Friday, July 31, 2020

When You Can't Say Something Nice: The DNF Files

I wrote a lengthy introduction to this list of books I've DNF'ed so far this year. I said that even though the books didn't agree with me, I'd try to say something positive, but then I somehow deleted what I'd written with a swipe of my meaty forearm. Now I don't feel quite so nice. 

1. Normal People - Sally Rooney. Novel.
I grew bored with Connell and Marianne. Hate to admit it. I love reading about Irish people. It also occurred to me that I might be too old for this book, and that was just feckin' depressing.

2. The Dirt on Clean - Katherine Ashenburg.  Nonfiction.
A history about how people have reconciled their hatelove and lovehate about hygiene through the ages. Fun, quirky premise, but too many margin notes! As much of that as there is text. Drove my eyes and brain batty.

3. Pox- Michael Willrich. Nonfiction.
Around the turn of the 20th century, there was a big outbreak of smallpox across the United States. Sort of like now, there were people dedicated to listening to science, and people dedicated to listening to NOBODY. Aaaaarrrrgh! I had to put Pox aside. Couldn't deal with the stupid outside my door coupled with stupid from 120 years ago.

4. The Plague - Albert Camus. Novel.
Although there were poignant penciled notes throughout the book written by a past reader (1994) to future readers (me, 2020) about how great the book is and how awesome we are as readers to appreciate it, I couldn't respond in turn and stopped reading during the first chapter. Didn't care for the translation. But I feel as if I'll try The Plague again someday. Meanwhile, this copy is back on the library shelves waiting for that next ardent reader.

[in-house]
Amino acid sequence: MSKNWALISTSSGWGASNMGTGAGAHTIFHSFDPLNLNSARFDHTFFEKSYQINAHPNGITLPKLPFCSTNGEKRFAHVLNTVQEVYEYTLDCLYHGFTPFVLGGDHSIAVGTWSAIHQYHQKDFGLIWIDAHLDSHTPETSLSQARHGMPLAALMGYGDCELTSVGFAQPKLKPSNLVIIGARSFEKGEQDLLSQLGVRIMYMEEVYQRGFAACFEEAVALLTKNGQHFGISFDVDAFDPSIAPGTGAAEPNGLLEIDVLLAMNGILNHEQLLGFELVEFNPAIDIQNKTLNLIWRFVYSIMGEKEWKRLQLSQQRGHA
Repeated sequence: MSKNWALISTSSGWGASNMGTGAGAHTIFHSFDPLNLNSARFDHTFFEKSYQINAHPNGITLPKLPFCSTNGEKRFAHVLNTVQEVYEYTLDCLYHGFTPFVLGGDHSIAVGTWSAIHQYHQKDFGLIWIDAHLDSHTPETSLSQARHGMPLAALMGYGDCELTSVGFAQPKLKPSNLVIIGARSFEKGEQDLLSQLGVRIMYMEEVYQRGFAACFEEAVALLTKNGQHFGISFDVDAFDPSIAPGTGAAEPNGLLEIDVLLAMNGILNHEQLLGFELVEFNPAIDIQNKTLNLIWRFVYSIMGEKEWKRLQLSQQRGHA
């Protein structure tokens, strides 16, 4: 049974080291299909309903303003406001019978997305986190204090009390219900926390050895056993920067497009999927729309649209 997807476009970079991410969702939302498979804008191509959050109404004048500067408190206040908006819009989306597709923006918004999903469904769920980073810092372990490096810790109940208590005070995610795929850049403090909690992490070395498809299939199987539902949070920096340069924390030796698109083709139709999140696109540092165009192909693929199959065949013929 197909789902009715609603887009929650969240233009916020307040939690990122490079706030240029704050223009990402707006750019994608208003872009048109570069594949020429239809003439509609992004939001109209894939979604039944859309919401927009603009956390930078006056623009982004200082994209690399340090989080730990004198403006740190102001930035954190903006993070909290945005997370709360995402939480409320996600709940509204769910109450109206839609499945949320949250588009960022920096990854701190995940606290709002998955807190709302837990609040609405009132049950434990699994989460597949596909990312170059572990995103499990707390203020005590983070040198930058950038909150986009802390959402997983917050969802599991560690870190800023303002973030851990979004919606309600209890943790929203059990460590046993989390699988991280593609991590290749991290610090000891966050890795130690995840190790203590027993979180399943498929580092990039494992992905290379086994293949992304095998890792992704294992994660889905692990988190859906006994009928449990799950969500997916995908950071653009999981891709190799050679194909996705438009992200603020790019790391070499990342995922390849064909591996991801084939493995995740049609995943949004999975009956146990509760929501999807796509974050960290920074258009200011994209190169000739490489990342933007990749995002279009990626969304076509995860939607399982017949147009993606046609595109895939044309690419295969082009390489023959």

5. The One Thing - Gary Keller. Nonfiction/Self-help.
The premise of Keller's book: Find out the one thing in your life that really interests and excites you and do that. Forget about trying to be good at several other things. Just immerse yourself. I'm not sure Keller's one thing is writing. I found his style jumbly and disorganized and for a short book, it was overly long. I bailed halfway, but I will say three nice things: I liked the premise, I liked the part about Olympic champion Michael Phelps, and I liked the discussion of willpower as a renewable resource rather than a firm character trait.


Ruthiella said...

Why one dislikes or gives up on a book is often as interesting as why one likes it. Your list was entertaining and I chuckled at your comment that writing might not be the one thing for Gary Keller. :D

I didn't care for Normal People either.

Marg said...

I listened to Normal People. I am not sure I could read it.

Care said...

What Ruthiella said!

And, yea. "Normal People who are not my age"?